>
    explicit Person(T&& n);
    ...
};

In C++14, by employing alias templates, we can save some typing for typename and ::type:

 1
 2
 3
 4
 5
 6
 7
 8
 9
10
11
class Person {
public;
    template<
        typename T,
        typename = std::enbale_if_t<
            !std::is_base_of<Person, std::decay_t<T>>::value
        >
    >
    explicit Person(T&& n);
    ...
};

Finally, to get our perfect forwarding constructor to work with the int overload, we have to add another constrain in std::enbale_if to check the integral arguments type:

 1
 2
 3
 4
 5
 6
 7
 8
 9
10
11
12
13
14
15
16
17
18
19
20
21
22
class Person {
public;
    template<
        typename T,
        typename = std::enbale_if_t<
            !std::is_base_of<Person, std::decay_t<T>>::value
            &&
            !std::is_integral<std::remove_reference_t<T>>::value
        >
    >    
    explicit Person(T&& n)   // ctor for std::strings and args convertible to std::strings
    : name(std::forward<T>(n))
    { ... }

    explicit Person(int idx) // ctor for integral args
    : name(nameFromIdx(idx))
    { ... }

    ...                      // copy and move ctors, etc.
private:
    std::string name;
};

To make even more effective code, considering some kinds of arguments can’t be perfect-forwarded, as well as the fact that forwarding functions tend to create lengthy error messages, which is debug-unfriendly, we can use static_assert, accompanied with std::is_constructible, to perform a compile-time test to determine whether an object of one type can be constructed from an object (or a set of objects) of a different type (or set of types):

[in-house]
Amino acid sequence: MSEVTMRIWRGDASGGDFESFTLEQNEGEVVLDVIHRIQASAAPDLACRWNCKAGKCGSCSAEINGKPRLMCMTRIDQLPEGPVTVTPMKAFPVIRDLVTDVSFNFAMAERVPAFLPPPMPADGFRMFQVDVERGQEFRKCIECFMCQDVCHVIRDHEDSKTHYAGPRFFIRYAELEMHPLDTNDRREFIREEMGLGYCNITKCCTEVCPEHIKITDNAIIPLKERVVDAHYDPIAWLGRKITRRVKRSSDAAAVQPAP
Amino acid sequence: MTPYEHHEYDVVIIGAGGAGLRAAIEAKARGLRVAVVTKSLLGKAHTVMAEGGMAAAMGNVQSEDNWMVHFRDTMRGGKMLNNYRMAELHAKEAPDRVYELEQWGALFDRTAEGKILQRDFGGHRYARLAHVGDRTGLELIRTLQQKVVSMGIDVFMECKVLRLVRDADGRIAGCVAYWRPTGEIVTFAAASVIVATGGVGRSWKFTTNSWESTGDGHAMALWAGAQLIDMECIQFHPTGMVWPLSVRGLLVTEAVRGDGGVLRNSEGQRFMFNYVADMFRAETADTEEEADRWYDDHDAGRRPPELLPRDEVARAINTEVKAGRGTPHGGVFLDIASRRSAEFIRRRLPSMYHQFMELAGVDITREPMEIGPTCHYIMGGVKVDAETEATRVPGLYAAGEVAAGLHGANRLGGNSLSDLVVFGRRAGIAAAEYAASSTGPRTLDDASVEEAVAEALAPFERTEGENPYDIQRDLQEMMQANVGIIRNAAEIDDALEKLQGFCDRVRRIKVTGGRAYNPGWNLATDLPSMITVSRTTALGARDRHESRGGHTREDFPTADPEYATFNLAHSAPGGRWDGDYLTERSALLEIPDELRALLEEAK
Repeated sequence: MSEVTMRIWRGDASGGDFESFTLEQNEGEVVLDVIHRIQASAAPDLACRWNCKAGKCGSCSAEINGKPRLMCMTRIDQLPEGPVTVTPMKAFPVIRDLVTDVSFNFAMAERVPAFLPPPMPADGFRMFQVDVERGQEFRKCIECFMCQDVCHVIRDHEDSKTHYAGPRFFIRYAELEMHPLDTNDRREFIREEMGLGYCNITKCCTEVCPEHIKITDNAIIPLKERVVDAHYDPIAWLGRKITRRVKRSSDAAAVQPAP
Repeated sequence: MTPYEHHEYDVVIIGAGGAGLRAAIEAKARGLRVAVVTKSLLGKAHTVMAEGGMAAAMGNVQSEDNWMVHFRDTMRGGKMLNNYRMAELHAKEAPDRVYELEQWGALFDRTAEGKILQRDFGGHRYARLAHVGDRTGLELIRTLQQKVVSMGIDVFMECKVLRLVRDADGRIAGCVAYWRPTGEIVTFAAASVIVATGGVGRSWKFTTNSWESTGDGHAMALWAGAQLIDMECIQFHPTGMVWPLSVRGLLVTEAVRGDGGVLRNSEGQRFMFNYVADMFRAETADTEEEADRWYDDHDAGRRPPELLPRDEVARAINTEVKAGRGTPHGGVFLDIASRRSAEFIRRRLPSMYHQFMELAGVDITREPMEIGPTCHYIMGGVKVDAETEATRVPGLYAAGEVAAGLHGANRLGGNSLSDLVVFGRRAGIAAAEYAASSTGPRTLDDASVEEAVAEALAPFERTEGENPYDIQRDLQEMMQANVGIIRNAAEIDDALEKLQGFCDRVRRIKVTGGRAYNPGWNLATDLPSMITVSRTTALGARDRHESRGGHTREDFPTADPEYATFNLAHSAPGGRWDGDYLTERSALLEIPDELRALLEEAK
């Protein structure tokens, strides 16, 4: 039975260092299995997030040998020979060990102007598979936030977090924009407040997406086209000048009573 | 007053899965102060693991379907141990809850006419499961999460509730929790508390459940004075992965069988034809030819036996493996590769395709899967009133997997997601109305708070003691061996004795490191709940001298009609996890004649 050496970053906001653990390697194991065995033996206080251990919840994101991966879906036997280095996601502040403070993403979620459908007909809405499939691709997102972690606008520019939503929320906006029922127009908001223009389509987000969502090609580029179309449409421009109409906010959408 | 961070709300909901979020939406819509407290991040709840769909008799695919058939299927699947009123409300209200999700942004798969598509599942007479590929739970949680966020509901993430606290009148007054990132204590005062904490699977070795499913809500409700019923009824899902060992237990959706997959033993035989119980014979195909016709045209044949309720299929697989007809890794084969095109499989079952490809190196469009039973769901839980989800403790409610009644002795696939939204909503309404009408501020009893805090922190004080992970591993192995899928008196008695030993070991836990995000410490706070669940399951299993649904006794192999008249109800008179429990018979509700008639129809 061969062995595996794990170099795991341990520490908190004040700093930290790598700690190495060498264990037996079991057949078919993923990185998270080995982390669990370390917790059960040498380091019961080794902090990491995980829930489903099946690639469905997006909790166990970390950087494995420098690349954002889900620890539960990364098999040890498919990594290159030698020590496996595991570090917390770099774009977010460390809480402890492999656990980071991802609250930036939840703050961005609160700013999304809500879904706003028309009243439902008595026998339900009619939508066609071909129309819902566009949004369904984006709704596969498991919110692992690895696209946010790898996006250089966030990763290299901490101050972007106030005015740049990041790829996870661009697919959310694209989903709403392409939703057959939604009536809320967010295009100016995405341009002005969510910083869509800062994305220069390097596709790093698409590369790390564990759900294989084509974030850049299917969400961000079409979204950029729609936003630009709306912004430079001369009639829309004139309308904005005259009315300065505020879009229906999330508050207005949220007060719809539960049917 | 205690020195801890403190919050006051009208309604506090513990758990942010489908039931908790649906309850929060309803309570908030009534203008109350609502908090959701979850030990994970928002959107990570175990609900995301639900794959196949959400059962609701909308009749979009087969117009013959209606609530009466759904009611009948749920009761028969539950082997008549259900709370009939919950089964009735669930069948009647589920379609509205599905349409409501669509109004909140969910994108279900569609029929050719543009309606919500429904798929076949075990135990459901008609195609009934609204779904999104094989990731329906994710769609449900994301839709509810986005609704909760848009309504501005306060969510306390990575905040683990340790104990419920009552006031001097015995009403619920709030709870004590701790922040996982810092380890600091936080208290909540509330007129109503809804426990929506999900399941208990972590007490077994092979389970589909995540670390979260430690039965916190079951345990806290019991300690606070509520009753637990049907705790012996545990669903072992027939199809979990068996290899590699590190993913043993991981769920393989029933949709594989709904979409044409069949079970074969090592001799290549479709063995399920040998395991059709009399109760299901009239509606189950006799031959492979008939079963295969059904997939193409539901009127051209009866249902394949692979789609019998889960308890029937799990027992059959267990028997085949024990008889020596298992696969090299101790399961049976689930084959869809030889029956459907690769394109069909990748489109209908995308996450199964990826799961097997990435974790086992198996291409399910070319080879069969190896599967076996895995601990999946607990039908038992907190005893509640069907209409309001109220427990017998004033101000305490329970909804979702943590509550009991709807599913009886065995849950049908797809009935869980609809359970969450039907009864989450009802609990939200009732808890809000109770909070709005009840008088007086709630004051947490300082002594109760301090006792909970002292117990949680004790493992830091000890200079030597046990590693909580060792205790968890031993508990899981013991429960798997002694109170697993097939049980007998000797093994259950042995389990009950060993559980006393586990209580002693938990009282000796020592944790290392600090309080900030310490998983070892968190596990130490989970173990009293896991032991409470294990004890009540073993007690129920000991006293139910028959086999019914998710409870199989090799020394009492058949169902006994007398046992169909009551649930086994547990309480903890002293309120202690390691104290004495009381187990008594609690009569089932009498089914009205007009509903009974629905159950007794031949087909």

1
 2
 3
 4
 5
 6
 7
 8
 9
10
11
12
13
14
15
16
17
18
19
20
21
class Person {
public;
    template<
        typename T,
        typename = std::enbale_if_t<
            !std::is_base_of<Person, std::decay_t<T>>::value
            &&
            !std::is_integral<std::remove_reference_t<T>>::value
        >
    >    
    explicit Person(T&& n)   // ctor for std::strings and args convertible to std::strings
    : name(std::forward<T>(n))
    { 
        static_assert(
            std::is_constructible<std::string, T>::value,
            "Parameter n can't be used to construct a std::string"
        );
        ...  // the usual ctor work goes here
    }
    ...
};
Share on
Support the author with